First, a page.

There is a solution. Differences in machines are not really the issue here. Differences in features are. For example, the fstat() system routine returns the optimal blocksize on some machines, but not on others. The Sun 4 and DECstation have it, but the Silicon Graphics and HP do not. When you want to get the optimal blocksize, you don't care what machines have it, just whether or not the feature you want is present. Another feature, the mmap() command, is available on Sun 4 and Silicon Graphics, but not on DECstation or HP. Note that the groupings are not the same. If you code machine dependencies based on features, rather than machines, then porting to a new machine means simply determining whether or not it has the feature in question, and setting up the include files properly.
The file xvmaininc.h defines many of these machine dependencies that are relevant for the RTL. For example, the symbol ``FSTAT_BLKSIZE_OS'' defines whether or not fstat() returns the optimal blocksize. ``MMAP_AVAIL_OS'' defines whether or not the mmap() routine is present. These and other feature defines, which all end in ``_OS'' by convention, must be the only ones used to handle machine dependencies. Please make sure all such defines do end in ``_OS'', so searches through the code to find the machine dependencies will be easier. This leads to the following general statement:
Conditional compilation statements to handle machine dependencies shall never use machine names or types. They shall instead use names of specific features that are required in the code. These names shall be defined in standard include files based on the machine type.
Where do these feature defines come from? As mentioned previously, all the ones needed by the RTL are in xvmaininc.h. You should examine that file to see what machine dependencies are currently known, and check it from time to time, as it will change. You will come across other areas of machine dependencies that aren't listed in xvmaininc.h. There are two ways to deal with these. The first is to contact the VICAR system programmer to add the dependency to xvmaininc.h. This is required if you need to use the dependency in an imakefile, as xvmaininc.h is the only include file an imakefile can use.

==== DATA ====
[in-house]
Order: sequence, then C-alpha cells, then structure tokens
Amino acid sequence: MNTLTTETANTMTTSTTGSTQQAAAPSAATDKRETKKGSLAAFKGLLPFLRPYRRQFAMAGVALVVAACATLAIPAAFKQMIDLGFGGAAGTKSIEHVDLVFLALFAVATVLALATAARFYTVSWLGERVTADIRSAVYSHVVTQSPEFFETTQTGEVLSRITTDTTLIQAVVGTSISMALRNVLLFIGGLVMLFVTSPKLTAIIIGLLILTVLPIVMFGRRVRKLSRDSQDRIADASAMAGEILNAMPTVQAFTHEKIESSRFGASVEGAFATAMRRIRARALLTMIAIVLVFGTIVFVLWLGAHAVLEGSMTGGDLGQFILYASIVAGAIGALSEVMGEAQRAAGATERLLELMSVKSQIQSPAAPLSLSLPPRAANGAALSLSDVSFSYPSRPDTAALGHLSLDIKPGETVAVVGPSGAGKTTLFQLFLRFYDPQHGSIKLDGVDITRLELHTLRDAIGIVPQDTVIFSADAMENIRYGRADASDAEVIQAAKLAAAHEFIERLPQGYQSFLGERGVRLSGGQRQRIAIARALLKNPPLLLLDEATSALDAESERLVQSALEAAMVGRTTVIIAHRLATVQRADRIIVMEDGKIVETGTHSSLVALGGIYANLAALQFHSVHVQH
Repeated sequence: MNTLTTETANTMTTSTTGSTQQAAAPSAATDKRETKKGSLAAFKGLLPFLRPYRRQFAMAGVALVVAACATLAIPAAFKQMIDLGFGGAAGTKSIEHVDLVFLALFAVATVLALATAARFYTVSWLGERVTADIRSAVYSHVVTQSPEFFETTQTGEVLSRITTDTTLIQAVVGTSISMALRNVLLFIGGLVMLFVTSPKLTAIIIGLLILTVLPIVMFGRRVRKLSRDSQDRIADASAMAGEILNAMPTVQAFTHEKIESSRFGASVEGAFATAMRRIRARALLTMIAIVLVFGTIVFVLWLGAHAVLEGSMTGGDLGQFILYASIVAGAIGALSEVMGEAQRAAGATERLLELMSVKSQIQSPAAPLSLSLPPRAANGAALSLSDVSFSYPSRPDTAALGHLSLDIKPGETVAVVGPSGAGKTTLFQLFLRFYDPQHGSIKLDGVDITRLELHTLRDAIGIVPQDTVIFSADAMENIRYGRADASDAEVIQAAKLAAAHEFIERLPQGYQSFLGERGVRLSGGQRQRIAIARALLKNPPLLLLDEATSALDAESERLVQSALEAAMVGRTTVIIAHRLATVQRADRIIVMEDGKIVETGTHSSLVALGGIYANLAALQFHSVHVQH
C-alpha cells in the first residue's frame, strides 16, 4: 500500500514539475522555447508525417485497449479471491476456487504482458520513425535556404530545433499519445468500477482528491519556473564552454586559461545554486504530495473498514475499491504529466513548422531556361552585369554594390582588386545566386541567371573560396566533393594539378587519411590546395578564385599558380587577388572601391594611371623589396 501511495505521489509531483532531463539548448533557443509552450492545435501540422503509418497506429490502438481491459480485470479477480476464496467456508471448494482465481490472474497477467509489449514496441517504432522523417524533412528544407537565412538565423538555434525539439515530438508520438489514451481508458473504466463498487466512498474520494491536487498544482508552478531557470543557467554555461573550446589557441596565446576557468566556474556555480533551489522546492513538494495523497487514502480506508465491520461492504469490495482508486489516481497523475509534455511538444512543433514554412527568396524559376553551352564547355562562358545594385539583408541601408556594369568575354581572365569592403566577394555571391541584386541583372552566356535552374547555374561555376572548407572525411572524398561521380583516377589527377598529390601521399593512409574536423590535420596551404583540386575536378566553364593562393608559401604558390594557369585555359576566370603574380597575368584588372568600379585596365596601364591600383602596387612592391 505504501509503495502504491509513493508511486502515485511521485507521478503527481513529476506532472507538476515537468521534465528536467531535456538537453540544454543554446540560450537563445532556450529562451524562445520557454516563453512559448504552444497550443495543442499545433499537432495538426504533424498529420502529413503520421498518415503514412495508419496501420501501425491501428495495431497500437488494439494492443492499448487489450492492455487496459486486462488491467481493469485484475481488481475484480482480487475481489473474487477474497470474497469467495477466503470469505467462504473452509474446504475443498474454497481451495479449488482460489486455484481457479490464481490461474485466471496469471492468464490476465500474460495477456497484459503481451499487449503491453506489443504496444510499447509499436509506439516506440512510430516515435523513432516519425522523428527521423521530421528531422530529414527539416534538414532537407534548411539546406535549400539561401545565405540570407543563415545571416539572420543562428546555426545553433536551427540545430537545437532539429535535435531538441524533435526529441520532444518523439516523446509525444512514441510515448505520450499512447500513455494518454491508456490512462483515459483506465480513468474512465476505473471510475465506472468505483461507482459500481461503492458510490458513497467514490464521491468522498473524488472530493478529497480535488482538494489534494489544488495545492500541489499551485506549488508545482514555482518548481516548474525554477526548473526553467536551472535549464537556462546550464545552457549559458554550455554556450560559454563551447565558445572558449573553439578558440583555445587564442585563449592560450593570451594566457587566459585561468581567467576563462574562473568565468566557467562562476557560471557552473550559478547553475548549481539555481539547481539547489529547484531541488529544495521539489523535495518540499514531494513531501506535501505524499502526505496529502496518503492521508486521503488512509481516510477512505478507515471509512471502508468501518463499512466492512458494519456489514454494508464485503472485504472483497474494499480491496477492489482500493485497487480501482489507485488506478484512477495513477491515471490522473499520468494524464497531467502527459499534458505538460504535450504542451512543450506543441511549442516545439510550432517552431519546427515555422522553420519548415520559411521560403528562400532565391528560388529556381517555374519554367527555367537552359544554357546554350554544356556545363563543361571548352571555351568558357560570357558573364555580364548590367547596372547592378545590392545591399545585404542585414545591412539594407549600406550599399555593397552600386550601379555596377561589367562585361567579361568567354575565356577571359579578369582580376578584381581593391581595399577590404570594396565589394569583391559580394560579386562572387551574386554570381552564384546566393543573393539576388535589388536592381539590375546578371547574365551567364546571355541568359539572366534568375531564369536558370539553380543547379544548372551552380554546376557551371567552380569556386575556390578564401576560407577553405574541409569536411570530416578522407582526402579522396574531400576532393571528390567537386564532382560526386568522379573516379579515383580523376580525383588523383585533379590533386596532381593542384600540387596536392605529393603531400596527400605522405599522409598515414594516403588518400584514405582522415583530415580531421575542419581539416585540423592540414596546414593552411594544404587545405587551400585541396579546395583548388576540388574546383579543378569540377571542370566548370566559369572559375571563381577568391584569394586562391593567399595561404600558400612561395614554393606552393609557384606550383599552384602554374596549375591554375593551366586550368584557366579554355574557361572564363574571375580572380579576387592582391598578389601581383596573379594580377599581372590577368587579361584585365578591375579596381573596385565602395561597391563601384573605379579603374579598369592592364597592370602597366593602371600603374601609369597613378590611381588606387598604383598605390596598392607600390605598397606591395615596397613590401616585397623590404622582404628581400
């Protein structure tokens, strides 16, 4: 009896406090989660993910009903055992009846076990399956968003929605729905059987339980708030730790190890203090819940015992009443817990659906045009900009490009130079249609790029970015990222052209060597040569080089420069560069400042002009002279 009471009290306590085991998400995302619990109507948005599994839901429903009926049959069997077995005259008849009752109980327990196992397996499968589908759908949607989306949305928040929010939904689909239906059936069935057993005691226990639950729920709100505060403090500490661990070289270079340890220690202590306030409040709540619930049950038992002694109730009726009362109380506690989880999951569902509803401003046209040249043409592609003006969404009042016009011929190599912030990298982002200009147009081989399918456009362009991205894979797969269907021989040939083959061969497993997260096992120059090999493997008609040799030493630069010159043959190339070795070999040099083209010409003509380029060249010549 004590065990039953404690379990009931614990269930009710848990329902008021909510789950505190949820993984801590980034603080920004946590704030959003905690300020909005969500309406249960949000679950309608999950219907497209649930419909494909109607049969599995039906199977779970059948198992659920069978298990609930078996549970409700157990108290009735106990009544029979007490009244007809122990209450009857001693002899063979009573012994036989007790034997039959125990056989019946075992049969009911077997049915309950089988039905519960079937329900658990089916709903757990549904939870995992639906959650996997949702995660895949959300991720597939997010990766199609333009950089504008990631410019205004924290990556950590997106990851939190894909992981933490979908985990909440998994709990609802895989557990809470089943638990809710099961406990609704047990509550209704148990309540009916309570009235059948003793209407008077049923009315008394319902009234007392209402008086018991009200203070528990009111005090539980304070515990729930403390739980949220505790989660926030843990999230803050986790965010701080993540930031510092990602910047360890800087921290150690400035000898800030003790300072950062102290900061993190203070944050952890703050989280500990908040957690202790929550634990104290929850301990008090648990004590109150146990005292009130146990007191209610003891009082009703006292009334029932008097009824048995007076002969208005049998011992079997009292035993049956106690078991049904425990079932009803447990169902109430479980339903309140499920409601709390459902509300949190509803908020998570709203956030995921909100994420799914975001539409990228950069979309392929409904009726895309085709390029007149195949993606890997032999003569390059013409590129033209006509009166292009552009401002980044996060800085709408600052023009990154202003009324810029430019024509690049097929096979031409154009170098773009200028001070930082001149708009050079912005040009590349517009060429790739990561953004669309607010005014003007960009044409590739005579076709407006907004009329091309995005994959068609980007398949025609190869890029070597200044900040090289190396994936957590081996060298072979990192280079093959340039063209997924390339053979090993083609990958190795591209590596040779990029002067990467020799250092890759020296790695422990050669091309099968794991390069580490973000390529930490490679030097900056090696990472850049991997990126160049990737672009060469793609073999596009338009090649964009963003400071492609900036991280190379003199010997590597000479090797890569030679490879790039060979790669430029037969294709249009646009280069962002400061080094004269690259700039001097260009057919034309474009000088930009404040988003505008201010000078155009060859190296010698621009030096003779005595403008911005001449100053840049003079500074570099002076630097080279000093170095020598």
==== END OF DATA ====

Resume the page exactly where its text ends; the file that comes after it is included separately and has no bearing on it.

Since xvmaininc.h is under the control of the VICAR system programmer, it is not always convenient for an application programmer to change the file. For that reason, an include file is provided in the portable includes (p2$inc on VMS and $P2INC on Unix), called ``vmachdep.h'', that contains dependencies that are needed only by application programs. Use the style of xvmaininc.h when adding new dependencies, and make sure you find out the correct setting for every architecture VICAR supports. If you can't find out, contact the system programmer, and if you still can't, make note of the unknowns in the include file. Due to the unique nature of ``vmachdep.h'', please try not to keep it reserved for very long. Reserve it, add your definition, and redeliver it, even if your application isn't ready for delivery. That way, other programmers can modify the file as well.
Do not define any feature dependencies anywhere other than these two files (xvmaininc.h and vmachdep.h). That will make porting VICAR much easier in the future.
Some examples are in order. These are paraphrased from the RTL source, but the same rules apply. If your definition is in vmachdep.h, the only difference is that vmachdep.h needs to be included in your source.
#if FTRUNCATE_AVAIL_OS if (ftruncate(devstate->dev.disk.channel, j) != 0) status = errno; else #endif status = SUCCESS;
#if OPEN_PROTECT_OS file = open(filename, O_RDWR|O_CREAT, 0666); #else file = open(filename, O_RDWR|O_CREAT); #endif
/* This example shows finding the EOF with and without fstat */
#if FSTAT_AVAIL_OS #if VMS_OS #include <stat.h> #else #include <sys/types.h> #include <sys/stat.h> #endif #else #include seek_include #endif ... #if FSTAT_AVAIL_OS struct stat statbuf; #endif ... #if FSTAT_AVAIL_OS status = fstat(file, &statbuf); if (status != 0) return errno; eof = statbuf.st_size; #else /* fstat not available */ status = lseek(file, 0, SEEK_END); if (status == -1) return errno; eof = status; #endif